To think about the library in my elementary school, or snuggling up on my kindergarten teachers lap for a story, or even the multitude of workbooks for every subject and taking this for granted my entire life brings weight to my chest. But I cannot sit here and feel guilty. I will be creative in my teaching with one marker. The ten, “level three” kids I have are starting to be conversational and write sentences with tenses or change verbs into adverbs. I tell myself I will make a difference in the two weeks I have with them. And afterwards I vow to fill their school with books and resources to maximize their learning potential.
The gratefulness and joy and sincerity in their hearts fills mine.
I’m going to go plan out two weeks of lessons now, with just my brain, their attentiveness and a marker, wish me luck!
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unusually pleasing event or thing

A woman decked out in a 90s track suit on a motorbike wearing monolo blahnik heels – en route through small town in From HaLong Bay, Vietnam 


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The more I travel, the more compassion I have for the humanness of us all.

 Universals exist in our worlds despite completely differing cultural, religious, political, socioeconomic, and physiological backgrounds.

I recently experienced a traditional village wedding in Ban Nongluang, Laos in the mountains of the champassak province far from the hub of of any city civilization. The majority of the time while dancing and drinking, I chuckled softly to myself thinking this celebration of souls uniting is no different than back home.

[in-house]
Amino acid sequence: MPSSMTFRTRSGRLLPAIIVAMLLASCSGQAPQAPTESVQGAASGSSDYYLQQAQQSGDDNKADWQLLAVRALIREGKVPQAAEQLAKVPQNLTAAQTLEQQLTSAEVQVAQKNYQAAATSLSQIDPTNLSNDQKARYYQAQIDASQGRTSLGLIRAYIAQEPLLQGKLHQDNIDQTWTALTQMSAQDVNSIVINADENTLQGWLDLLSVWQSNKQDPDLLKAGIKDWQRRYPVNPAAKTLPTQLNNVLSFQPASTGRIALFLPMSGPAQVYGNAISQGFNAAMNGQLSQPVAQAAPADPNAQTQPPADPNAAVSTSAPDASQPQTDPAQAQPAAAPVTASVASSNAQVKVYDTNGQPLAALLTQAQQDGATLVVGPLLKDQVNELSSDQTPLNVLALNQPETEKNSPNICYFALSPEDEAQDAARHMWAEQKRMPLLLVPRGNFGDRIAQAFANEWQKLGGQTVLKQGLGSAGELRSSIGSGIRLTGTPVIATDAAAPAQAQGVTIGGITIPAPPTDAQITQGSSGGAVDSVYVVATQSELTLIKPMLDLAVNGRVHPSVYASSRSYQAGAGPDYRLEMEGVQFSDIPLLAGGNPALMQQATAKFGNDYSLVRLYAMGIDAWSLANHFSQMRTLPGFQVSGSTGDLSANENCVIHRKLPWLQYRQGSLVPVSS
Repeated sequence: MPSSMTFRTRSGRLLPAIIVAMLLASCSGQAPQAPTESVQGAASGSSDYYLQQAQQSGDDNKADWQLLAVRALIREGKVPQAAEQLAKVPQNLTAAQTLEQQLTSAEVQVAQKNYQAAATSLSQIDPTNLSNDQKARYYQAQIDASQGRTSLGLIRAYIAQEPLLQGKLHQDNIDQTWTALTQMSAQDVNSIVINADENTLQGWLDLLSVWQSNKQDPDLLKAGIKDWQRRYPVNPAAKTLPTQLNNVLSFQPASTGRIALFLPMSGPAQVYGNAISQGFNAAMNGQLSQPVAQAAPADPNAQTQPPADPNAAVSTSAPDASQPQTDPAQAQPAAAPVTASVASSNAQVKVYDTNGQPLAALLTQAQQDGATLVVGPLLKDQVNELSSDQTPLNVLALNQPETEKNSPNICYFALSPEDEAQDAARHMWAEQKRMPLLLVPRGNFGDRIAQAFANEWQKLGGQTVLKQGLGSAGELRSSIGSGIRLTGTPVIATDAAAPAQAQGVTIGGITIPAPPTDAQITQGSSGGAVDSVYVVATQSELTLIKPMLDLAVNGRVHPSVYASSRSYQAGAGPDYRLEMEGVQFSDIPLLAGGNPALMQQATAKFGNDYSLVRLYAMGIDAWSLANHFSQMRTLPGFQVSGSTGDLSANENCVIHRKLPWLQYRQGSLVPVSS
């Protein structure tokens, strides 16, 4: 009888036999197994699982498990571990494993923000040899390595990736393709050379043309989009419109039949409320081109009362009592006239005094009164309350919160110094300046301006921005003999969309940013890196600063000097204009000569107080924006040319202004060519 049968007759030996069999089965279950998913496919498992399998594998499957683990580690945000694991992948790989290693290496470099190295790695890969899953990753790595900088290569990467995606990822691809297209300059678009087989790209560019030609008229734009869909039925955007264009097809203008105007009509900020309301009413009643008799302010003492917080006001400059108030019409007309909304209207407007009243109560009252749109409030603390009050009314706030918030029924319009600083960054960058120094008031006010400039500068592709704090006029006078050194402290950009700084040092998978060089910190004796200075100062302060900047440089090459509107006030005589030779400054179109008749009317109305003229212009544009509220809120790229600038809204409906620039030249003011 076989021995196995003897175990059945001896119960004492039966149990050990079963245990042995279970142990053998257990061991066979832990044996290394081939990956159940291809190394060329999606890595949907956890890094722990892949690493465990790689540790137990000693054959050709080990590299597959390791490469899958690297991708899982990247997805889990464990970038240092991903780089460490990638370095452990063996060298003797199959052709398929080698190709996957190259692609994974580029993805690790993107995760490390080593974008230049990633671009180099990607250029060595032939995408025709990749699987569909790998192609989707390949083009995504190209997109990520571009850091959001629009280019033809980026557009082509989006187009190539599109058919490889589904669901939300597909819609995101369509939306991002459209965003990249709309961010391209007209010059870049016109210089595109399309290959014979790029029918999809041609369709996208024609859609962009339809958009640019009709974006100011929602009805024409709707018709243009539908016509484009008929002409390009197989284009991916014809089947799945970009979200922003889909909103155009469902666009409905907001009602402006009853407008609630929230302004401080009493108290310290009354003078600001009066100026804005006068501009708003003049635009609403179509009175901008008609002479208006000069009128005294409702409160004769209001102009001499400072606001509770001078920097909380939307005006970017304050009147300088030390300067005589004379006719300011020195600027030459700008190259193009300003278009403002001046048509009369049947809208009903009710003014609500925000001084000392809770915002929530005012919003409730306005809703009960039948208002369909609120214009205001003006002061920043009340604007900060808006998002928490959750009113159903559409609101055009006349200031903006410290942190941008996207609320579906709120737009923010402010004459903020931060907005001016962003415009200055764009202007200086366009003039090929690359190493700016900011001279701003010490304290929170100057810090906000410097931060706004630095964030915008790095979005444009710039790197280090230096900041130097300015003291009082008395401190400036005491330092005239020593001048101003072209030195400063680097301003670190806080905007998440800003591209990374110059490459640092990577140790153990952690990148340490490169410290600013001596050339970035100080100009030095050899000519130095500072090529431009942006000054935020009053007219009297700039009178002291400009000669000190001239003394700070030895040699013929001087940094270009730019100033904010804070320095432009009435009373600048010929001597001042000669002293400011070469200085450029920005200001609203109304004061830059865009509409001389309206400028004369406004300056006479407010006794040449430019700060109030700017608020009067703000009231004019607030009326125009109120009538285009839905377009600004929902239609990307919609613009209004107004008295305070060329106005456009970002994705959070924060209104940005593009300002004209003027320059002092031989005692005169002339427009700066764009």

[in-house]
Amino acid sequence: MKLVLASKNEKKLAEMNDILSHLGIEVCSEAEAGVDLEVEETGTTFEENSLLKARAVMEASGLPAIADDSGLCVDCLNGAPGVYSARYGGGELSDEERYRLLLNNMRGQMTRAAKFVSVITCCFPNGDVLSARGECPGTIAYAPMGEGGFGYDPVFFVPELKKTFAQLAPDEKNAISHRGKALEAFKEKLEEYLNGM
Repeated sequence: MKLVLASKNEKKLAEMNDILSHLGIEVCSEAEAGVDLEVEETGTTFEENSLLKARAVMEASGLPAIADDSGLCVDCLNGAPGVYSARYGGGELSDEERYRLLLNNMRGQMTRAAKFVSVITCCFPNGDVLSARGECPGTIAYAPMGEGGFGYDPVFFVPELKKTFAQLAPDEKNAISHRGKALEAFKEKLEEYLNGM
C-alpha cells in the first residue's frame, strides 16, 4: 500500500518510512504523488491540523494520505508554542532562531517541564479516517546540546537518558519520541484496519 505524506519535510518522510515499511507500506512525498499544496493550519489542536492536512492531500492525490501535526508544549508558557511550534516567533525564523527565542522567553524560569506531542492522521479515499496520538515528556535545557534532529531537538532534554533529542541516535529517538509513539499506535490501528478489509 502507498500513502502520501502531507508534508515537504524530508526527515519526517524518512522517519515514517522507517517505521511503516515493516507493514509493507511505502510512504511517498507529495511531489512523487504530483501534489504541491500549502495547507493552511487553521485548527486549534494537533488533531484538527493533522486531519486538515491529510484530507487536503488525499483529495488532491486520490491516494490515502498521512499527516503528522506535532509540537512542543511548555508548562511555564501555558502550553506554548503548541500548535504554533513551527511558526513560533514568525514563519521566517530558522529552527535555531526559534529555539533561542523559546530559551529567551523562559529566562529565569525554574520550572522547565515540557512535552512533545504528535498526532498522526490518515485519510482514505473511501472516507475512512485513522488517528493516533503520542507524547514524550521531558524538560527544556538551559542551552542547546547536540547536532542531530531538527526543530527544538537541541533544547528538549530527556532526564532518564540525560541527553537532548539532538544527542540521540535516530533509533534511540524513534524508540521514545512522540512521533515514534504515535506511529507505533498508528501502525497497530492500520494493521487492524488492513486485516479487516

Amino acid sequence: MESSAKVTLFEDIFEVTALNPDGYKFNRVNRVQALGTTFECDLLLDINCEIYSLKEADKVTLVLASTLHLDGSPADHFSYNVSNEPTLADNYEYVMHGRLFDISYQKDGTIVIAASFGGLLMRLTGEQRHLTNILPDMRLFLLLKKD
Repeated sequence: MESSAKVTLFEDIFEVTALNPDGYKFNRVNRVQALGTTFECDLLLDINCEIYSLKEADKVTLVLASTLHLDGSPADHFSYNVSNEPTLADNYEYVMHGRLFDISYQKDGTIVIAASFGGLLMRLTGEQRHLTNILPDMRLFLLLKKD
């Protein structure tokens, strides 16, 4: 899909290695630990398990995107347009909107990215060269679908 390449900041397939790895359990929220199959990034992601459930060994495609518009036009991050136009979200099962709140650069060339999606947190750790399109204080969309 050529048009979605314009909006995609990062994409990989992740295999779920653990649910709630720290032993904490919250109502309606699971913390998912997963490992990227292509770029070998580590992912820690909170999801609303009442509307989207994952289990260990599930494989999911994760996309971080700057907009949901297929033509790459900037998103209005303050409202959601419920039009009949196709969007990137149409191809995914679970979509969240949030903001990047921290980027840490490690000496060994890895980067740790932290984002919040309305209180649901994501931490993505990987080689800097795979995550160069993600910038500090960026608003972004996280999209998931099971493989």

There are so many differences I can elaborate on, (such as the brides red lucky gown, and little boys running around suckling Popsicles and no pants, or the dirt dance floor) but if I blurred my eyes, and mellowed the booming village Kareoke beats, that soft inebriation and whizzing on the dance floor, that feeling in my heart was as exhilarating as home. That spirit hammering contentment of a hundred people coming together wishing two newlyweds a blessed life together is undoubtedly universal.

When you live life completely in the moment, this golden human thread of life begins to unwind.  The toxic tightly wound thread we’ve been brainwashed to feel secure in, begins to feel too tight for comfort. If we allow this thread to unravel and wind with others, no matter who, and share, and love, and smile, and laugh, the net we trap ourselves in, our anxieties, and what we think is important or stressful, reorganizes into a glimmering, new, enlightening web. A living, momentous, human web which holds us just as securely.
At celebrations like this my spiritual thread shimmers with all that is good in life and I am so very grateful to have an open-hearted, curious-minded outlook and experience.
I wish the bride and groom a pleasant and prosperous future and thank them tremendously for a truly unique wedding, which from this oneness perspective is really just same,same.